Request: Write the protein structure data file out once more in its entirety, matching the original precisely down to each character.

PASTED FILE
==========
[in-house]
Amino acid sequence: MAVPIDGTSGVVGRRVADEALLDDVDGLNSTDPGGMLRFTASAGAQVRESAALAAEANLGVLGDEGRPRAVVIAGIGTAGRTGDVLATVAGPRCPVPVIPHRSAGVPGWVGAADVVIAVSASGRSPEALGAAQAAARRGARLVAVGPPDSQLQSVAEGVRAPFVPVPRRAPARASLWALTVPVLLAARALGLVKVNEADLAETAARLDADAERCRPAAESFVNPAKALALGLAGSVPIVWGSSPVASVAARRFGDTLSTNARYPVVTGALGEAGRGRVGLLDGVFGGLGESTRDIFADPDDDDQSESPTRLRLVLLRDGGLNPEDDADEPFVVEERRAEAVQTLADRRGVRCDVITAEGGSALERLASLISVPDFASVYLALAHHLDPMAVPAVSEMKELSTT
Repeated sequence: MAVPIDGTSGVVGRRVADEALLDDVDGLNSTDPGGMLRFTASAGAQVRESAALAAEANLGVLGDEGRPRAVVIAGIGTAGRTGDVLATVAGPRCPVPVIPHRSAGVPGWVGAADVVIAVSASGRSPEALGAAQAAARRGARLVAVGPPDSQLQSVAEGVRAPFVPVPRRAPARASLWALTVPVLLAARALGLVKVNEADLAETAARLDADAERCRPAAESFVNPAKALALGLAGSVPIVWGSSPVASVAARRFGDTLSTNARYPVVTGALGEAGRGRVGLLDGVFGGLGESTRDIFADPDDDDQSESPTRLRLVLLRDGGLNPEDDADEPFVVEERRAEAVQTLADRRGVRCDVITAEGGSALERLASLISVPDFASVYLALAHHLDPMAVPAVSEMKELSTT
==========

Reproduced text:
[in-house]
Amino acid sequence: MAVPIDGTSGVVGRRVADEALLDDVDGLNSTDPGGMLRFTASAGAQVRESAALAAEANLGVLGDEGRPRAVVIAGIGTAGRTGDVLATVAGPRCPVPVIPHRSAGVPGWVGAADVVIAVSASGRSPEALGAAQAAARRGARLVAVGPPDSQLQSVAEGVRAPFVPVPRRAPARASLWALTVPVLLAARALGLVKVNEADLAETAARLDADAERCRPAAESFVNPAKALALGLAGSVPIVWGSSPVASVAARRFGDTLSTNARYPVVTGALGEAGRGRVGLLDGVFGGLGESTRDIFADPDDDDQSESPTRLRLVLLRDGGLNPEDDADEPFVVEERRAEAVQTLADRRGVRCDVITAEGGSALERLASLISVPDFASVYLALAHHLDPMAVPAVSEMKELSTT
Repeated sequence: MAVPIDGTSGVVGRRVADEALLDDVDGLNSTDPGGMLRFTASAGAQVRESAALAAEANLGVLGDEGRPRAVVIAGIGTAGRTGDVLATVAGPRCPVPVIPHRSAGVPGWVGAADVVIAVSASGRSPEALGAAQAAARRGARLVAVGPPDSQLQSVAEGVRAPFVPVPRRAPARASLWALTVPVLLAARALGLVKVNEADLAETAARLDADAERCRPAAESFVNPAKALALGLAGSVPIVWGSSPVASVAARRFGDTLSTNARYPVVTGALGEAGRGRVGLLDGVFGGLGESTRDIFADPDDDDQSESPTRLRLVLLRDGGLNPEDDADEPFVVEERRAEAVQTLADRRGVRCDVITAEGGSALERLASLISVPDFASVYLALAHHLDPMAVPAVSEMKELSTT